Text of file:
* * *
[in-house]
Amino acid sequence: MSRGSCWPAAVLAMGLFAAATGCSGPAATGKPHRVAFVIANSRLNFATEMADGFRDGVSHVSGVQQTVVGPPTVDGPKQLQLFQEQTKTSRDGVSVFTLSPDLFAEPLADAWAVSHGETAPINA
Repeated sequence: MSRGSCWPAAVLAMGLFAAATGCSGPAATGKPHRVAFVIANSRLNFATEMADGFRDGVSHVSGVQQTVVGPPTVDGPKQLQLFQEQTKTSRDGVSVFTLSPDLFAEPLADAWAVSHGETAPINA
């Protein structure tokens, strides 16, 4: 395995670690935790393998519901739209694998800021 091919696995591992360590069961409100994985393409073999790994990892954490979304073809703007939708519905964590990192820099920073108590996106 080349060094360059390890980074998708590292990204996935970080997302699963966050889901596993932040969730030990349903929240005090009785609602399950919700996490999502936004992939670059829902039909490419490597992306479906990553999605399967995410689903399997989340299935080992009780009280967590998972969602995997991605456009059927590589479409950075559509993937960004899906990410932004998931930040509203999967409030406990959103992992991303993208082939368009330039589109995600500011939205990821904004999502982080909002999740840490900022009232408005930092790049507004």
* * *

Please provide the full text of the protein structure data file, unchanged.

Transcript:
[in-house]
Amino acid sequence: MSRGSCWPAAVLAMGLFAAATGCSGPAATGKPHRVAFVIANSRLNFATEMADGFRDGVSHVSGVQQTVVGPPTVDGPKQLQLFQEQTKTSRDGVSVFTLSPDLFAEPLADAWAVSHGETAPINA
Repeated sequence: MSRGSCWPAAVLAMGLFAAATGCSGPAATGKPHRVAFVIANSRLNFATEMADGFRDGVSHVSGVQQTVVGPPTVDGPKQLQLFQEQTKTSRDGVSVFTLSPDLFAEPLADAWAVSHGETAPINA
């Protein structure tokens, strides 16, 4: 395995670690935790393998519901739209694998800021 091919696995591992360590069961409100994985393409073999790994990892954490979304073809703007939708519905964590990192820099920073108590996106 080349060094360059390890980074998708590292990204996935970080997302699963966050889901596993932040969730030990349903929240005090009785609602399950919700996490999502936004992939670059829902039909490419490597992306479906990553999605399967995410689903399997989340299935080992009780009280967590998972969602995997991605456009059927590589479409950075559509993937960004899906990410932004998931930040509203999967409030406990959103992992991303993208082939368009330039589109995600500011939205990821904004999502982080909002999740840490900022009232408005930092790049507004």